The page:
The only time the IRS reaches out is when it finds a reason to penalize you. This is one of the main reasons to always work with expert accountants and bookkeepers. No one else will keep you up to date on tax benefits and deductions to help reduce your taxes.

Raising Red Flags With the IRS

A poor understanding of creating and filing tax paperwork is a quick way to raise red flags with the IRS. Even reporting more income than you actually make can put you on the IRS’s radar. The IRS doesn’t just look for fraud. It also looks for inconsistencies.

Why is that a bad thing for you and your business?

When the IRS notices inconsistencies with your reporting, it will likely perform a tax assessment. This process requires you to give an auditor access to your financials, provide more paperwork, etc. It gives you the opportunity to prove that your documents are correct and the IRS has nothing to worry about.

The IRS fully understands that not all improperly filled documents are intentional. People can make mistakes. But the agency also must determine if you made a genuine mistake or willfully committed fraud.

The unfortunate aspect of raising red flags is that the IRS has started coming down harder, even on honest mistakes. Misunderstanding how to navigate the tax documents and deadlines can still cause you to commit tax evasion unwittingly.

In the worst-case scenario, this could result in a five-year jail sentence. Both individuals and corporations can be served with penalties of hundreds of thousands of dollars.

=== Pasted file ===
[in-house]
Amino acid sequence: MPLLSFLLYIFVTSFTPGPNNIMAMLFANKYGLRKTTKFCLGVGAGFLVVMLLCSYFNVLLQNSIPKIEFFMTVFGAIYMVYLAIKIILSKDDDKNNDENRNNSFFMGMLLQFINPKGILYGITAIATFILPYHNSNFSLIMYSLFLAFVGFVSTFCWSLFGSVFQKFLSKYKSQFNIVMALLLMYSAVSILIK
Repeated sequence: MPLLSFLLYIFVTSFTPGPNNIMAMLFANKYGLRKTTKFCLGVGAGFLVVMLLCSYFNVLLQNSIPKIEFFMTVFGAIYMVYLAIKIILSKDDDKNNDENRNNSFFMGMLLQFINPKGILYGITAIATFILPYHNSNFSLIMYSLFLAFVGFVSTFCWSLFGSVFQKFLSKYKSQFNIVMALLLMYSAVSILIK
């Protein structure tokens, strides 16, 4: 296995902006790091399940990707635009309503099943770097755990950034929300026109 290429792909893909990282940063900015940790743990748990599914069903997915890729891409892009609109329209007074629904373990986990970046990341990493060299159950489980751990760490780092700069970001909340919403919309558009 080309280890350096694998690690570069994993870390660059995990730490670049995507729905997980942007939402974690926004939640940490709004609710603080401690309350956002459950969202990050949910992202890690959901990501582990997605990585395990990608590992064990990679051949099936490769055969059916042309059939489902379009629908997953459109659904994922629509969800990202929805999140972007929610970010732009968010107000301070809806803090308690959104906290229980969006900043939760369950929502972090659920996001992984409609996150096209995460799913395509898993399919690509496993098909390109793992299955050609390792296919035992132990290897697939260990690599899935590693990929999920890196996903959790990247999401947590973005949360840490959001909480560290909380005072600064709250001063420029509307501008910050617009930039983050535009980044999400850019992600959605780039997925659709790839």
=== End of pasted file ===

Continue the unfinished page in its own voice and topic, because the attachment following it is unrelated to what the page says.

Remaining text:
Even those honest mistakes can be classified as financial negligence and may still incur penalties of up to 20% of any unpaid taxes. Hence, it’s mandatory to understand your tax bracket and responsibilities to avoid huge fines and sentences.

Destroying Your Borrowing Power

Many businesses need funding to improve their operations, solve cash flow issues, survive inflation, expand, innovate, etc. Unless you have a listed company and can count on individuals or trusts, borrowing money is the fastest way to increase your capital.

But no lender will give you money out of the goodness of their heart. It’s all about making a profit.

Apart from interest rates being generally high, there’s another issue with borrowing money. If you can’t show that you can repay debts, you won’t get a loan.

No private or institutional lender will risk their money. Showing your borrowing power requires sharing tax returns.

This is where many small businesses hit a roadblock. Misunderstanding your tax bracket, paperwork, filing guidelines, and financial statements can prevent you from qualifying for a loan.

A lender may see your income as being too low due to what’s on your tax return, even if that’s not true. Additionally, lenders can also reject loan applications when they notice inconsistencies in your financial reporting. They’re potential red flags indicating the business isn’t being run correctly.

Developing Poor Recordkeeping Habits